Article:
It is quite common to see compromised skin from those suffering with a gluten sensitivity. Studies continue to show that many suffer with eczema, psoriasis, acne, hives, dry skin and gluten intolerant skin bumps. With those that suffer from celiac disease, it it quite common to get a moderate to severe blistering and an itchy skin rash. This skin condition known as a ‘gluten rash’ is called dermatitis herpetiformis. Many who react to gluten find relief from troublesome skin reactions once they try going completely gluten free (6).
Not sure where to start when it comes to choosing gluten-free products that are tasty? Here’s a quick gluten-free product guide!
Our current favourite Gluten-free Bread
Schar Gluten-Free Artisan White Bread is a great option for those looking for a tasty bread that does not contain wheat or gluten. This bread contains less fillers than most gluten free-breads on the market, and instead uses naturally gluten free grains like rice and quinoa. It also contains psyllium husk and flaxseed for extra fibre. A great bread choice!
Our current favourite Gluten-free Pasta
Rizopia Quinoa Brown Rice Penne is certified organic, gluten-free, non-gmo and vegan! I love the simplicity of the ingredients being only quinoa and brown rice, two grains that are naturally gluten-free. This pasta is easy to digest and a fabulous source of fiber. It is super tasty and completely fat and cholesterol free.
Bean pastas are a great gluten-free alternative to traditional wheat pasta. This Liviva Black Bean Fettucine provides 22 grams of protein, and 11 grams of fiber per serving! The only ingredients are black beans and water. Bean pasta is a great way to enjoy pasta while ditching the gluten.
Our current favourite Gluten-free Cookie
I could go on and on about Made Good Cookies. Mostly because they are SO delicious, but also because their ingredients are amazing. These cookies are organic, gluten-free, vegan, and free from all the top allergens! This makes them so versatile (and a great school-safe snack).
Another great allergen friendly cookie that contains zero gluten, and melt in your mouth! These soft baked cookies are made with all natural ingredients, therefore have no artificial sugars or sweeteners. These are sure to be a family favourite.
Our current favourite Gluten-free Crackers
This company has done it again with these delicious gluten-free crackers! They remind me of traditional soda crackers. They are gluten-free, wheat-free, lactose-free, and low calorie! I love that they are individually wrapped. They make for a quick grab-and-go snack.
Nut thins are a great gluten-free, wheat-free and dairy-free cracker option made using rice flour. Each serving is 130 calories, has 2-3 grams of protein, no cholesterol, and no saturated fat. They are also super tasty and have a variety of flavours! The Pecan Nut-Thins are also crazy delicious!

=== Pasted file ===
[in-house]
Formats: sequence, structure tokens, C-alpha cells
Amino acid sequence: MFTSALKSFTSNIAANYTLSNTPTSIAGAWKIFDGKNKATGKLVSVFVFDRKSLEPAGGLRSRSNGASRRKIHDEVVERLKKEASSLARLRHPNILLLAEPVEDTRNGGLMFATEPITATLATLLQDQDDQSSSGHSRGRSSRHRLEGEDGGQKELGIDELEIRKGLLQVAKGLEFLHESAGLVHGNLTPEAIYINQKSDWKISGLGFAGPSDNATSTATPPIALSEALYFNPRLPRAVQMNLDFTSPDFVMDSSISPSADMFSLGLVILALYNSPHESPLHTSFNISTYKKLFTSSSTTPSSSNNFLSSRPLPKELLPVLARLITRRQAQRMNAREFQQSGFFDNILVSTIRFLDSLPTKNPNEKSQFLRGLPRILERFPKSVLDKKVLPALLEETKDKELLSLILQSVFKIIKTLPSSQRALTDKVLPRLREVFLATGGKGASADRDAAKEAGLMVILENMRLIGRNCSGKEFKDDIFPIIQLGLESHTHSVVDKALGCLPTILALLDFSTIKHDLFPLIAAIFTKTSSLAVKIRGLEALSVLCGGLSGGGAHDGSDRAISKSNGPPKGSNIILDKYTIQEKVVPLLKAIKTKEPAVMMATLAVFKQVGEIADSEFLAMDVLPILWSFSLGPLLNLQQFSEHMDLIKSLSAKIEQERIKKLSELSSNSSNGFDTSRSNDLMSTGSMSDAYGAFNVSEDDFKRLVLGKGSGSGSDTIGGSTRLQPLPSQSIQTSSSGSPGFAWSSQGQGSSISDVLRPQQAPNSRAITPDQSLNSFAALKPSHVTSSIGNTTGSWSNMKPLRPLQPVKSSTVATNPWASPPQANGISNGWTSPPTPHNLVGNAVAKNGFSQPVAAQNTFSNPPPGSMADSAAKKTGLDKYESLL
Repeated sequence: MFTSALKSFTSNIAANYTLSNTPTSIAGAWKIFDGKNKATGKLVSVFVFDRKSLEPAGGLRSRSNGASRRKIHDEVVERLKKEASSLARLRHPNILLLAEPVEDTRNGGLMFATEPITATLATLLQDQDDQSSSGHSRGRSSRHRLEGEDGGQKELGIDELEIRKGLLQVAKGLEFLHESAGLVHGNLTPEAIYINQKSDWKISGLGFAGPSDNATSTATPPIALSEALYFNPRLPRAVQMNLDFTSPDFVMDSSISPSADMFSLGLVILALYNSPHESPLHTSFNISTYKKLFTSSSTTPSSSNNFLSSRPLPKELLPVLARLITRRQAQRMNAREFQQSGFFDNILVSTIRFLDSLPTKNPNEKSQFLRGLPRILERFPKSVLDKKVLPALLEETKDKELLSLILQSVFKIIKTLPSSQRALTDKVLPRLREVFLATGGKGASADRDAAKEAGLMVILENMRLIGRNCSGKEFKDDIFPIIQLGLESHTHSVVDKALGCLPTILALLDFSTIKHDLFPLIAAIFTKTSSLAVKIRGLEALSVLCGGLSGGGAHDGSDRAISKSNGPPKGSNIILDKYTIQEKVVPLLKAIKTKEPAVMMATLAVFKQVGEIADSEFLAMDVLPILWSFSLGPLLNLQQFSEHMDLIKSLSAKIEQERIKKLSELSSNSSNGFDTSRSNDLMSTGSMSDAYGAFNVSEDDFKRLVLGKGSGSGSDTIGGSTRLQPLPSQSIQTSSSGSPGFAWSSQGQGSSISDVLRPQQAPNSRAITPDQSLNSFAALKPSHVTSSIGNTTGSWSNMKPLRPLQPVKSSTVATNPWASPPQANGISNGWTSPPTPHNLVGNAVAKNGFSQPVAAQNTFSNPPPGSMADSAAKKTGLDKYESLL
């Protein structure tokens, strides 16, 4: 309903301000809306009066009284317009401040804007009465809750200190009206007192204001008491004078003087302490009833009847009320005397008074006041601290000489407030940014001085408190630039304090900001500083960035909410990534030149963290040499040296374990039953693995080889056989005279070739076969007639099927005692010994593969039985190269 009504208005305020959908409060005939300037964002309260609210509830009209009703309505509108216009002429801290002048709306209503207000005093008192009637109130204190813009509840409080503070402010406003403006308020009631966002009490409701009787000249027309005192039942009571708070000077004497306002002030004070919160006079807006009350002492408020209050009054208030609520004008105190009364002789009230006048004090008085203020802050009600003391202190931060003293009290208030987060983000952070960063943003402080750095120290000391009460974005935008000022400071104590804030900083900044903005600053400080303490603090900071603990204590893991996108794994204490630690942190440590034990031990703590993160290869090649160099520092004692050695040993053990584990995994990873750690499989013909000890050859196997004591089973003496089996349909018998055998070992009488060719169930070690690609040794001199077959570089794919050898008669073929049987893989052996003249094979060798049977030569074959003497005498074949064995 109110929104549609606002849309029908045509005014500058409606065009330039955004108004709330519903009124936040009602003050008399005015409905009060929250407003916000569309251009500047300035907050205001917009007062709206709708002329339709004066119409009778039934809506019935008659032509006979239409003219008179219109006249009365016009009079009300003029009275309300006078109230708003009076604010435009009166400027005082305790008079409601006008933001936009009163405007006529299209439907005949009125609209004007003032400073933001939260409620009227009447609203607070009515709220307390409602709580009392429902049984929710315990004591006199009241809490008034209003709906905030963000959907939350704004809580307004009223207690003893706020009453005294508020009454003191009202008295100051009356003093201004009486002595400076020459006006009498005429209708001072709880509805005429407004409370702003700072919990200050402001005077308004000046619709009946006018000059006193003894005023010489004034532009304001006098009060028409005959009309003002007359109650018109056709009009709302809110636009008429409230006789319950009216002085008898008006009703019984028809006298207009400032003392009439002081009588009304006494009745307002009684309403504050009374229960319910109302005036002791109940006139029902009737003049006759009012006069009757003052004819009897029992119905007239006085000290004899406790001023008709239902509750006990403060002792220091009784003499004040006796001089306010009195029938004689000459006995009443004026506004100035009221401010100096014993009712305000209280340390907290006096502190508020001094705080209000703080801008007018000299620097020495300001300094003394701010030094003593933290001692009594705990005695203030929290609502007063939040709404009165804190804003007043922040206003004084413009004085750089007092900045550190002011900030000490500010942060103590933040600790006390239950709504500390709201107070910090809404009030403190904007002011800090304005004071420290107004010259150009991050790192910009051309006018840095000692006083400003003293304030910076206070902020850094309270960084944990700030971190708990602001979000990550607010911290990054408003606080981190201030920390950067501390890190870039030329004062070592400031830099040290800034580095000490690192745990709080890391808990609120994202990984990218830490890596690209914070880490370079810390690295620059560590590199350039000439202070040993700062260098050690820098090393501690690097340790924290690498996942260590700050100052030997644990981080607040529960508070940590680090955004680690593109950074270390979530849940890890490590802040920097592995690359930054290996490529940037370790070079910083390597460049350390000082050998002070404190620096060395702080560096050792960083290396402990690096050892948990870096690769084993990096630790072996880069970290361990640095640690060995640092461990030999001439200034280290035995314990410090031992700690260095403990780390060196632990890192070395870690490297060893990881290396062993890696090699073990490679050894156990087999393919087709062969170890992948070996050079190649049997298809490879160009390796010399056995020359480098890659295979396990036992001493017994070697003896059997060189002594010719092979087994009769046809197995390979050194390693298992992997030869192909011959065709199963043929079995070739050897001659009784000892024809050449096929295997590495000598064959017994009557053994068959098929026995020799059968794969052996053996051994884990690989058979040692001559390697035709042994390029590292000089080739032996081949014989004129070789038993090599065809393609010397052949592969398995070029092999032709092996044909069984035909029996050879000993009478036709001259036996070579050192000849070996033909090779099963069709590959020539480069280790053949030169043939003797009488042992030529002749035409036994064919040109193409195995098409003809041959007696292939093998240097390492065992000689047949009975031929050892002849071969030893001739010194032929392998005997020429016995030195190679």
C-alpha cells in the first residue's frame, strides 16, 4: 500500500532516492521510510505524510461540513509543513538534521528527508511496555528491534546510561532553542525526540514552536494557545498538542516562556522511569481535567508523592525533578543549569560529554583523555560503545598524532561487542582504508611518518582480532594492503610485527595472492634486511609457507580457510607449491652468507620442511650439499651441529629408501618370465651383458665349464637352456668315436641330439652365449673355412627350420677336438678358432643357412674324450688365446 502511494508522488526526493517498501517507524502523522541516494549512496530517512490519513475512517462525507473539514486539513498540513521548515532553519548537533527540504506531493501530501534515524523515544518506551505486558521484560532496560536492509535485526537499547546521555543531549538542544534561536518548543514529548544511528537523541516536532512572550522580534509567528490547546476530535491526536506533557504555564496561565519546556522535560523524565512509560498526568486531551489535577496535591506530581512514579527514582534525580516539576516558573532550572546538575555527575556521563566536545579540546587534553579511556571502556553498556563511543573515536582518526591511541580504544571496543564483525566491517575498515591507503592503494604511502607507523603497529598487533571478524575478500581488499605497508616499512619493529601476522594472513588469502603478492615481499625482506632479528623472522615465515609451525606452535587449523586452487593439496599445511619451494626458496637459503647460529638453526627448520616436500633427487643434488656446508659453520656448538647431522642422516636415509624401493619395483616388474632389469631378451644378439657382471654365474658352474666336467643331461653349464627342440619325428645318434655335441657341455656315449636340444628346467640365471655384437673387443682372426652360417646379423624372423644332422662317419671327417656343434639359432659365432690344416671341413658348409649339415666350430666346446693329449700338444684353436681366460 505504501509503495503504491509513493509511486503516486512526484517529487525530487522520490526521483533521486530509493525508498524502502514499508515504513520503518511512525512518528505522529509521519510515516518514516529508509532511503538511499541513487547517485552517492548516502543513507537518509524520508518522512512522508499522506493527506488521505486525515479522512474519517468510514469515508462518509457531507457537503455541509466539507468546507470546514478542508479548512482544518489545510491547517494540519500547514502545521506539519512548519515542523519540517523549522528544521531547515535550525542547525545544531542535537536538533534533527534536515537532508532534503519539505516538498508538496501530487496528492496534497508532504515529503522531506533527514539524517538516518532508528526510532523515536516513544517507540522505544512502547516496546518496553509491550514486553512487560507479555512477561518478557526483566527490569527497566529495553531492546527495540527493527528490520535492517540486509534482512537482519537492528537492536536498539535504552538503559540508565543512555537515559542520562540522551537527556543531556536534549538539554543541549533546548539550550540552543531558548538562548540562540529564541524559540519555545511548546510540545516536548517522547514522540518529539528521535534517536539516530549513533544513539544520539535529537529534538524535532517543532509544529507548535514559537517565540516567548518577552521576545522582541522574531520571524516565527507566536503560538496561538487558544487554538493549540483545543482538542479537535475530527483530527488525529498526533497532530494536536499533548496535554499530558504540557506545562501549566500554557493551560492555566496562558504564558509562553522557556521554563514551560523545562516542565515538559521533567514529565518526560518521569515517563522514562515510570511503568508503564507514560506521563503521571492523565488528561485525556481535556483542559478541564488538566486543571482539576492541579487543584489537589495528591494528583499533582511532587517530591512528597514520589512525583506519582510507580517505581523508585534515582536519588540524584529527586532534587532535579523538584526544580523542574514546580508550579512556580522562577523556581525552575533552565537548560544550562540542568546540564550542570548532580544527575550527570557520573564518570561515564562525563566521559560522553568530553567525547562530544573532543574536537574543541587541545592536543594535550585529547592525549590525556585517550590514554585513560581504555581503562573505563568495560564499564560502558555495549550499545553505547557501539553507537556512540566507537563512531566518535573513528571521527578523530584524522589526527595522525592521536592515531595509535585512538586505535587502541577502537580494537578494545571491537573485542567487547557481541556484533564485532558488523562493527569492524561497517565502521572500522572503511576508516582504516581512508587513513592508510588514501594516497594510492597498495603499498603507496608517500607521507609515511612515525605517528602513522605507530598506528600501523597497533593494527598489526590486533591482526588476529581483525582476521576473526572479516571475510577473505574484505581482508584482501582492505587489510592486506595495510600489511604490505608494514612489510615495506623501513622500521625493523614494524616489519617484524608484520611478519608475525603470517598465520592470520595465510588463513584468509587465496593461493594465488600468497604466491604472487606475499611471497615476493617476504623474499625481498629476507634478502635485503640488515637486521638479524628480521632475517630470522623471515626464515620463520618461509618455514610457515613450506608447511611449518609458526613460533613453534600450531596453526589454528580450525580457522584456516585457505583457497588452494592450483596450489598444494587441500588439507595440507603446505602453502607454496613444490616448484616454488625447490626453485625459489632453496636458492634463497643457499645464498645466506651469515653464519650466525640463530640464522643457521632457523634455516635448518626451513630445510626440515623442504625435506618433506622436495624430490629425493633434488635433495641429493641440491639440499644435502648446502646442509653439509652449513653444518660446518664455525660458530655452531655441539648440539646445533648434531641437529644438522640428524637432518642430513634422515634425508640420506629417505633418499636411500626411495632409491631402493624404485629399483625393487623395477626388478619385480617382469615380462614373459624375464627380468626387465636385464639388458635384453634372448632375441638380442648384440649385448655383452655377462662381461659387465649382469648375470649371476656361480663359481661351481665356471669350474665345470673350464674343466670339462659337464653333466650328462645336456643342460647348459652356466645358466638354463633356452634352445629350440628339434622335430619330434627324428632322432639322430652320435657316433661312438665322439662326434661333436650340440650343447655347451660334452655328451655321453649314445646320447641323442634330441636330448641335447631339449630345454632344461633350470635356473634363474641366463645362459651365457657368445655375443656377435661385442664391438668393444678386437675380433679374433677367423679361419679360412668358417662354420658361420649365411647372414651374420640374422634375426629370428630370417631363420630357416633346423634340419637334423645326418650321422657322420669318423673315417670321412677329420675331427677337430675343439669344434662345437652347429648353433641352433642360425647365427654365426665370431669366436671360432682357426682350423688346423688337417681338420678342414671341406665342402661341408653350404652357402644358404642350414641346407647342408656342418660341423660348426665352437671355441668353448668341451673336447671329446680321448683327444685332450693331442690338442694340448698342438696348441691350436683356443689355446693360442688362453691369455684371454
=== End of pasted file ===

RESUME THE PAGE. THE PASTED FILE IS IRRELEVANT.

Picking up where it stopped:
Check out our latest bounty oats recipe that is 100% gluten-free for your next delicious breakfast!
Written by Allison Sherkin, RHN, CHNC
Allison is the in-house nutritionist at House of Wellness. She is a registered holistic nutritionist with experience in weight loss, mental health, hormonal balance, and digestion. She is passionate about helping others elevate their health and truly discover their highest potential! Allison believes in products made with integrity and focuses on effective solutions to help her customers and clients.
1.Xue, W., Mao, J., Chen, Q., Ling, W., & Sun, Y. (2020, October 20).Mogroside IIIE Alleviates High Glucose-Induced Inflammation, Oxidative Stress and Apoptosis of Podocytes by the Activation of AMPK/SIRT1 Signaling Pathway. Diabetes, metabolic syndrome and obesity : targets and therapy. https://www.ncbi.nlm.nih.gov/pmc/articles/PMC7585782/.
2.Niland, B., & Cash, B. D. (2018, February). Health Benefits and Adverse Effects of a Gluten-Free Diet in Non-Celiac Disease Patients. Gastroenterology & hepatology. https://www.ncbi.nlm.nih.gov/pmc/articles/PMC5866307/.
3.digestion-of-gluten. Dr. Schär Institute. (2019, October 8). https://www.drschaer.com/us/institute/a/digestion-gluten.
4.B;, K. R. S. W. O. (n.d.).The Effect of Gluten-Free Diet on Thyroid Autoimmunity in Drug-Naïve Women with Hashimoto's Thyroiditis: A Pilot Study. Experimental and clinical endocrinology & diabetes : official journal, German Society of Endocrinology [and] German Diabetes Association. https://pubmed.ncbi.nlm.nih.gov/30060266/.
5.Can a Gluten-Free Diet Treat Hashimoto's Thyroiditis?: Dietitians On Demand. Dietitians On Demand | Professional recruiting services for contract and permanent-hire positions. (n.d.). https://dietitiansondemand.com/does-a-gluten-free-diet-effectively-treat-hashimotos-thyroiditis/.
6.Tuomi, J. (2021, June 4). Gluten Intolerance Rash: What Is It & How To Treat It. RSS. https://www.imaware.health/blog/celiac-disease-skin-rash.